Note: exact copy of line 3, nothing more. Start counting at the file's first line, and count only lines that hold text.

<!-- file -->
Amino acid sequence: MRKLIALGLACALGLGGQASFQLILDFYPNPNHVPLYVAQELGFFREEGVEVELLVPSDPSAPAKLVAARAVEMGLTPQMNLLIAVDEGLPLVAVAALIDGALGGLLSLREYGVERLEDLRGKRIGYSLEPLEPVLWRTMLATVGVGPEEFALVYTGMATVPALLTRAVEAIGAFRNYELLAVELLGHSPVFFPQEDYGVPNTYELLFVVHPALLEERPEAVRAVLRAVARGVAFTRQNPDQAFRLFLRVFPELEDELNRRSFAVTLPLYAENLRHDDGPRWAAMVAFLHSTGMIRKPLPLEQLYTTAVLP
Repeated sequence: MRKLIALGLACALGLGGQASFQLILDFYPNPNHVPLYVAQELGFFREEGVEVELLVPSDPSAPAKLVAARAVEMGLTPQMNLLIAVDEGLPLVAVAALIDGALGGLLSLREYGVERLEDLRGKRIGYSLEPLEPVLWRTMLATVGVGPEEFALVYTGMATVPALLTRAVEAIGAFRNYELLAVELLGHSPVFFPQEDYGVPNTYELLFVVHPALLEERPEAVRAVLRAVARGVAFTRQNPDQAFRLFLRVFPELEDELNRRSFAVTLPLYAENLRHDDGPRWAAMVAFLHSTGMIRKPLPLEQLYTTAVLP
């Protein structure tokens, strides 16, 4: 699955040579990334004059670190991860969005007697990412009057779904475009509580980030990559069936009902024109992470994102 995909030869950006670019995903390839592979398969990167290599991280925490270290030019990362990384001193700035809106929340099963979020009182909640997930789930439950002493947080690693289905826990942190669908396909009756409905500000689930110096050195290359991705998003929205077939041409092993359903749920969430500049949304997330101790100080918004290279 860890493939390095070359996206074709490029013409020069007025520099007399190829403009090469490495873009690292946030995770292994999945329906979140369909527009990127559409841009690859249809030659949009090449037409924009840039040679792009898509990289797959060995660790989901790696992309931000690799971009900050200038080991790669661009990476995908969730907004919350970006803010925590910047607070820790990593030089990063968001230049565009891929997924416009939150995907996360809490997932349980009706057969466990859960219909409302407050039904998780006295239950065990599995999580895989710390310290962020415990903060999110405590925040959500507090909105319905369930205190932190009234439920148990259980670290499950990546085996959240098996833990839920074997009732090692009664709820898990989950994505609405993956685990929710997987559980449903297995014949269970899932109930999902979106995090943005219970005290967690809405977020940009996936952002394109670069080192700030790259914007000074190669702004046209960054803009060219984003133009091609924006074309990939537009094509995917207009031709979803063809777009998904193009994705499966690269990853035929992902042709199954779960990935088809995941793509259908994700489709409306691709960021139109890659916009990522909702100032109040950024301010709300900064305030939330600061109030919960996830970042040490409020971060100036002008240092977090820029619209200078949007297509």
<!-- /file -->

């Protein structure tokens, strides 16, 4: 699955040579990334004059670190991860969005007697990412009057779904475009509580980030990559069936009902024109992470994102 995909030869950006670019995903390839592979398969990167290599991280925490270290030019990362990384001193700035809106929340099963979020009182909640997930789930439950002493947080690693289905826990942190669908396909009756409905500000689930110096050195290359991705998003929205077939041409092993359903749920969430500049949304997330101790100080918004290279 860890493939390095070359996206074709490029013409020069007025520099007399190829403009090469490495873009690292946030995770292994999945329906979140369909527009990127559409841009690859249809030659949009090449037409924009840039040679792009898509990289797959060995660790989901790696992309931000690799971009900050200038080991790669661009990476995908969730907004919350970006803010925590910047607070820790990593030089990063968001230049565009891929997924416009939150995907996360809490997932349980009706057969466990859960219909409302407050039904998780006295239950065990599995999580895989710390310290962020415990903060999110405590925040959500507090909105319905369930205190932190009234439920148990259980670290499950990546085996959240098996833990839920074997009732090692009664709820898990989950994505609405993956685990929710997987559980449903297995014949269970899932109930999902979106995090943005219970005290967690809405977020940009996936952002394109670069080192700030790259914007000074190669702004046209960054803009060219984003133009091609924006074309990939537009094509995917207009031709979803063809777009998904193009994705499966690269990853035929992902042709199954779960990935088809995941793509259908994700489709409306691709960021139109890659916009990522909702100032109040950024301010709300900064305030939330600061109030919960996830970042040490409020971060100036002008240092977090820029619209200078949007297509």